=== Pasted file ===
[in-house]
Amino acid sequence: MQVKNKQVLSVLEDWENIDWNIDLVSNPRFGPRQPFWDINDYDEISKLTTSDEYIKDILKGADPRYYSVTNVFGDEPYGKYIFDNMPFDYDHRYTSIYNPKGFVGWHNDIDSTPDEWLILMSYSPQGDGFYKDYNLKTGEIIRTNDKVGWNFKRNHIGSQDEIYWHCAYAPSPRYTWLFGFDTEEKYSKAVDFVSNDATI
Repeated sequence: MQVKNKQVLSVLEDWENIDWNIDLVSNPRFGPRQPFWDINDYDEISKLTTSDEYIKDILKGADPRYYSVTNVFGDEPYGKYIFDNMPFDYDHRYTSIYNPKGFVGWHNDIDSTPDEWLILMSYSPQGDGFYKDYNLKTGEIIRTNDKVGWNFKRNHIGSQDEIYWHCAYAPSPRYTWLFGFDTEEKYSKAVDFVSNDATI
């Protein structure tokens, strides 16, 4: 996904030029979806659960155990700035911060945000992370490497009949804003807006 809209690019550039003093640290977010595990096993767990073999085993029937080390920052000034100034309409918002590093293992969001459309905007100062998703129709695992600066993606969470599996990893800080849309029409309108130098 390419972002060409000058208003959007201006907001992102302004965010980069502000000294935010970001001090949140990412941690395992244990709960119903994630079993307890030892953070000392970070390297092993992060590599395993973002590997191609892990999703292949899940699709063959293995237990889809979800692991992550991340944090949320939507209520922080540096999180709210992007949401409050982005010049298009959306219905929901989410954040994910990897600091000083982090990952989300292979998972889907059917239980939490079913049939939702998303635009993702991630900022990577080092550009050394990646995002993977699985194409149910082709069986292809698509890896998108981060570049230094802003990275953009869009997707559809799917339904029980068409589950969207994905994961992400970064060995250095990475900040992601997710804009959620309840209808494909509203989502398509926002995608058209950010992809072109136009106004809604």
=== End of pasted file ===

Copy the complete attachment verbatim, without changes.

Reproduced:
[in-house]
Amino acid sequence: MQVKNKQVLSVLEDWENIDWNIDLVSNPRFGPRQPFWDINDYDEISKLTTSDEYIKDILKGADPRYYSVTNVFGDEPYGKYIFDNMPFDYDHRYTSIYNPKGFVGWHNDIDSTPDEWLILMSYSPQGDGFYKDYNLKTGEIIRTNDKVGWNFKRNHIGSQDEIYWHCAYAPSPRYTWLFGFDTEEKYSKAVDFVSNDATI
Repeated sequence: MQVKNKQVLSVLEDWENIDWNIDLVSNPRFGPRQPFWDINDYDEISKLTTSDEYIKDILKGADPRYYSVTNVFGDEPYGKYIFDNMPFDYDHRYTSIYNPKGFVGWHNDIDSTPDEWLILMSYSPQGDGFYKDYNLKTGEIIRTNDKVGWNFKRNHIGSQDEIYWHCAYAPSPRYTWLFGFDTEEKYSKAVDFVSNDATI
């Protein structure tokens, strides 16, 4: 996904030029979806659960155990700035911060945000992370490497009949804003807006 809209690019550039003093640290977010595990096993767990073999085993029937080390920052000034100034309409918002590093293992969001459309905007100062998703129709695992600066993606969470599996990893800080849309029409309108130098 390419972002060409000058208003959007201006907001992102302004965010980069502000000294935010970001001090949140990412941690395992244990709960119903994630079993307890030892953070000392970070390297092993992060590599395993973002590997191609892990999703292949899940699709063959293995237990889809979800692991992550991340944090949320939507209520922080540096999180709210992007949401409050982005010049298009959306219905929901989410954040994910990897600091000083982090990952989300292979998972889907059917239980939490079913049939939702998303635009993702991630900022990577080092550009050394990646995002993977699985194409149910082709069986292809698509890896998108981060570049230094802003990275953009869009997707559809799917339904029980068409589950969207994905994961992400970064060995250095990475900040992601997710804009959620309840209808494909509203989502398509926002995608058209950010992809072109136009106004809604």